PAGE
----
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5 winners and 6 losers in Cincinnati’s narrow loss to Pittsburgh

Cincinnati gave the Steelers a dogfight on Sunday, with a lot of players stepping up big in the finale.

Cincinnati Bengals v Pittsburgh Steelers Photo by Justin K. Aller/Getty Images

As Cincinnati wrapped up its season with nothing to play for but pride, they gave the Steelers all they could handle at home with the playoffs on the line. The injured and beleaguered Bengals put up an admirable fight, but fell to the Steelers, 16-13 at Heinz Field.

Here are the best and worst individual performances by Bengals players in their 10th loss of the season, the latest to the Steelers in Week 17.


Shawn Williams: The Bengals safety had a rough outing against Cleveland, but atoned well against the Steelers. He was flying around the field, nailing receivers after receptions, but also had a critical pick-six in the first half.

Alex Erickson: The veteran utility player stepped up nicely in the wake of so many injuries, as he led the team in receptions (6) and yards (63). By the way, have you ever seen more potentially-effective kickoff returns from a player negated by horrible penalties?

Christian Westerman: Alex Redmond left the game after the second quarter (more on that in a second) and Westerman came in at right guard. He helped to solidify the line in which Joe Mixon ran for yards against the Steelers.

On multiple occasions, he was seen stonewalling his man to take him out of the play. Although he had an egregious false start penalty on the team’s final offensive drive, he showed promise.

Christian Ringo: The backup defensive lineman had a nice day against the Chargers, but it continued in Week 17 with increased snaps. He had a sack in the first half, but cooled off in the second half.

Joe Mixon: Is it possible for a guy who had just 14 total touches to comprise the entirety of an offense? If so, Mixon had 13 carries for 105 yards, as the rest of Cincinnati’s offense was completely anemic.


John Ross: Part of the reason Ross makes the “losers” list is because Jeff Driskel can’t seem to get him the ball downfield. Furthermore, Ross dropped an easy pass early in the game and slipped on a route on the team’s final drive. He finished with just one catch for one yard.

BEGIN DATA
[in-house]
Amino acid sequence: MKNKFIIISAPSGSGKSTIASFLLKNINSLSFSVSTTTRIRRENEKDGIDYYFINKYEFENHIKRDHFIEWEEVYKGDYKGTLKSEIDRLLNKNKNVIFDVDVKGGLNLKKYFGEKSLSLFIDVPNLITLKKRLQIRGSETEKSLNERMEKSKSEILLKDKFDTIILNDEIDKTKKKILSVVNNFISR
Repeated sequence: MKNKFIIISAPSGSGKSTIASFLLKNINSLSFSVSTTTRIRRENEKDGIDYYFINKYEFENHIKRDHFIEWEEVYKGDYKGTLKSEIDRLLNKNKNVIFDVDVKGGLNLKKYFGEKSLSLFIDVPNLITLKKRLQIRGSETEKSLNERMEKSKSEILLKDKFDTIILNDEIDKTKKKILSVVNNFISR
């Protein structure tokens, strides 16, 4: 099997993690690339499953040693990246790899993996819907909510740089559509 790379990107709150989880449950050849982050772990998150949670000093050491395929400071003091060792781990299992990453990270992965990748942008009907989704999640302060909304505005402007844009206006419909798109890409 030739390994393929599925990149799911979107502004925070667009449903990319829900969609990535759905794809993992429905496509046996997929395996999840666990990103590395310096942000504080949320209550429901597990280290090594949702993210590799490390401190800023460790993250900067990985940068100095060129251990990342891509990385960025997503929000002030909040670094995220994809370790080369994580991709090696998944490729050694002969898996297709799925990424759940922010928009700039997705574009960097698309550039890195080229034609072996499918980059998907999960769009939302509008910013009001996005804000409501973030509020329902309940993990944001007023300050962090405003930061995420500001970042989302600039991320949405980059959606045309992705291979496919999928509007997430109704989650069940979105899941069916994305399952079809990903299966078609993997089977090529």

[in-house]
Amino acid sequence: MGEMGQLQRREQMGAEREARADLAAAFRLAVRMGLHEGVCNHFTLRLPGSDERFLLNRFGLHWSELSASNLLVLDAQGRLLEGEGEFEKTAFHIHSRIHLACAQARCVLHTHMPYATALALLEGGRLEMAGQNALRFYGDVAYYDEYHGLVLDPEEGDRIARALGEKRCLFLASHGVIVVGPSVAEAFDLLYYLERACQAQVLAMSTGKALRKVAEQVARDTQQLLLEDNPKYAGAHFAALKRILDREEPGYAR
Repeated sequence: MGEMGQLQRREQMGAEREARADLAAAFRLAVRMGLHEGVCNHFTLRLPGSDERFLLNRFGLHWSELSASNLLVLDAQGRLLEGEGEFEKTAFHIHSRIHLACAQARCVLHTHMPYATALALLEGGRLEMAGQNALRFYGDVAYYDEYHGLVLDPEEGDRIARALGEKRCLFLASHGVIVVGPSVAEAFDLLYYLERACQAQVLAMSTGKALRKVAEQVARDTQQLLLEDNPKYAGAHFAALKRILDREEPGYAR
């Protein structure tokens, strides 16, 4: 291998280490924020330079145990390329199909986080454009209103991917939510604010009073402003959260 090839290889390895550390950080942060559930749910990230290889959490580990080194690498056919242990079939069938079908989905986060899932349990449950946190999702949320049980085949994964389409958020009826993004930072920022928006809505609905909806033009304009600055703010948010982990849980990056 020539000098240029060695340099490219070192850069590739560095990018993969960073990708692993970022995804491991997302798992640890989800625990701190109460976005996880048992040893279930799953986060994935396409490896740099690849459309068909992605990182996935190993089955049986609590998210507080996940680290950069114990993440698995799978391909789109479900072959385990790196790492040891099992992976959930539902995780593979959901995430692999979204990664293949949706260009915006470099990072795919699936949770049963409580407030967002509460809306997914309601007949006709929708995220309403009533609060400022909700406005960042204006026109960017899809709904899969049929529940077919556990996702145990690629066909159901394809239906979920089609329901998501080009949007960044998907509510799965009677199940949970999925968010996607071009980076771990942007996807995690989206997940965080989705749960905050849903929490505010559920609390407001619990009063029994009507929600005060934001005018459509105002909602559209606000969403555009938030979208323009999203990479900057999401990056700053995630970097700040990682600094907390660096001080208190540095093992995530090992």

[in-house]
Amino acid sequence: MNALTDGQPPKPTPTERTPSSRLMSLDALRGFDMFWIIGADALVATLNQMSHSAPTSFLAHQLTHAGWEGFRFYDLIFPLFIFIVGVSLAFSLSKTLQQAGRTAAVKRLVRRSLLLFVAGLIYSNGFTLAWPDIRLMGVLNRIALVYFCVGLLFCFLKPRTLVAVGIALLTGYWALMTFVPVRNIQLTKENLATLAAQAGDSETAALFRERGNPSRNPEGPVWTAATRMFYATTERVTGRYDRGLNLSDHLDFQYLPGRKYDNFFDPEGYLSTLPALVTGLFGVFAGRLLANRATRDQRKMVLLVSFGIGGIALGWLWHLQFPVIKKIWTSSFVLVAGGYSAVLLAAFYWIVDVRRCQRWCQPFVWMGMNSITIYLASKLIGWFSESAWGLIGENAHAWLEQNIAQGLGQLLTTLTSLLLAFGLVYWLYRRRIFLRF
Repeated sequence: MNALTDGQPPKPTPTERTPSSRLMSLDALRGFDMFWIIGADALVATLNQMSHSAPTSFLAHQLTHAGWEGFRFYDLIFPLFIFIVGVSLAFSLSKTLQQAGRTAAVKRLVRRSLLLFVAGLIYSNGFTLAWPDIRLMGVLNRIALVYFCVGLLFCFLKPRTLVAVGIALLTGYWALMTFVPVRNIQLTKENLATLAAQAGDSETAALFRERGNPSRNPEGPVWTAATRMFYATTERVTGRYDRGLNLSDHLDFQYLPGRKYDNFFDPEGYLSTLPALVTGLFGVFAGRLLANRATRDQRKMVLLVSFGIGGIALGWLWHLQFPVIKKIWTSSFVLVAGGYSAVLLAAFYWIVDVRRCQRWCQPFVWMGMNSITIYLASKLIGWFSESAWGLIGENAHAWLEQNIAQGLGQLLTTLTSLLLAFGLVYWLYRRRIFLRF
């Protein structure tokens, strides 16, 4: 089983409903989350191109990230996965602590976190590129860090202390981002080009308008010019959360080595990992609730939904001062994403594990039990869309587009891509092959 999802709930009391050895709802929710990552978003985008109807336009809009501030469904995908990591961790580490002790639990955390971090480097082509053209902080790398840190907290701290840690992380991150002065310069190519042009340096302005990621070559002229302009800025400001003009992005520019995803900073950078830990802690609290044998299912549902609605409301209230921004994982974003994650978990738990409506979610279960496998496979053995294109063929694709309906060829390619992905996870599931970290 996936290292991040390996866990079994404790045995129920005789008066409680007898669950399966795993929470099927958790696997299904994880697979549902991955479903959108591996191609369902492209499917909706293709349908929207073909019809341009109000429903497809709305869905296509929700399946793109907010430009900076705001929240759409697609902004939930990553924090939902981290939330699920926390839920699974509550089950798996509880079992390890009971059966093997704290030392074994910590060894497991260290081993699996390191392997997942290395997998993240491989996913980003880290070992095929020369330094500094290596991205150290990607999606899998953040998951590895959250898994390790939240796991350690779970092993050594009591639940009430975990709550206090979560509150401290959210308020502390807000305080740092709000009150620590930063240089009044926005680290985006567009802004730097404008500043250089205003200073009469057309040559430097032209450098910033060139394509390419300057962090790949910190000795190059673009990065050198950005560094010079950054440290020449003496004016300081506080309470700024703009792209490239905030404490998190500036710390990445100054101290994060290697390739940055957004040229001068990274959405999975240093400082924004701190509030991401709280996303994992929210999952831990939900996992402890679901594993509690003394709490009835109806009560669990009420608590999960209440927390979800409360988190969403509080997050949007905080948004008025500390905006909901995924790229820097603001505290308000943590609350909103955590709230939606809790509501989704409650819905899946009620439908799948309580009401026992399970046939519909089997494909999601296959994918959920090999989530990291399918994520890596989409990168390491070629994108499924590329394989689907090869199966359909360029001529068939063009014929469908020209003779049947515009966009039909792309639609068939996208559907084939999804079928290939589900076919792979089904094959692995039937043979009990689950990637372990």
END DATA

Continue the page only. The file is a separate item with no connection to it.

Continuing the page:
Alex Redmond: It took 16 and a half weeks, but Marvin Lewis and Frank Pollack finally decided to bench Redmond for Christian Westerman. Redmond had two killer personal foul penalties in a span of a few plays. One of which both forced the Bengals to settle for a field goal and gave the Steelers great field position on the ensuing kickoff, where they capitalized with a field goal of their own.

KeiVarae Russell: The backup defensive back was victimized on a critical drive in the third quarter. With the Bengals up 10-3, Ben Roethlisberger found James Washington, who beat Russell for a big 47-yard gain.

Two plays later, Big Ben went to JuJu Smith-Schuster, who juked Russell to get into the end zone for a tying score. And, with the game tied late in the fourth quarter, Russell continued to be victimized by Roethlisberger and Co., as he gave up two completions and missed a critical tackle on the go-ahead drive.

Jeff Driskel: It’s understandable that a backup quarterback is going to have skittish feet against the Steelers’ pass-rush on their home turf, but there were times that Driskel looked totally rattled. He often bailed out of longer pass plays for the easy dump-off passes, which netted minimal yards.

Yes, many Bengals pass-catchers were out of the lineup, but Driskel keeps proving that he’s a borderline NFL quarterback at best. On a critical 3rd-and-2 in the fourth quarter, Driskel had happy feet and took a sack to force a field goal and stifle another golden opportunity for the Cincinnati offense.

Giovani Bernard: The usually-reliable back had a really rough game against the Steelers. On the few occasions he caught a pass, it was on a useless dump-off for minimal yardage. Bernard did have two drops on the day though, and finished with just three carries for seven yards and two catches for eight yards.

Nick Vigil: It’s probably a combination of Vigil’s lack of prowess, as well as the coaches putting him in poor positions and the linebacker group being decimated with injury, but he was a step or two behind on many plays. Vigil is supposedly the team’s most able coverage linebacker, but he was seen chasing backs and tight ends on short routes frequently.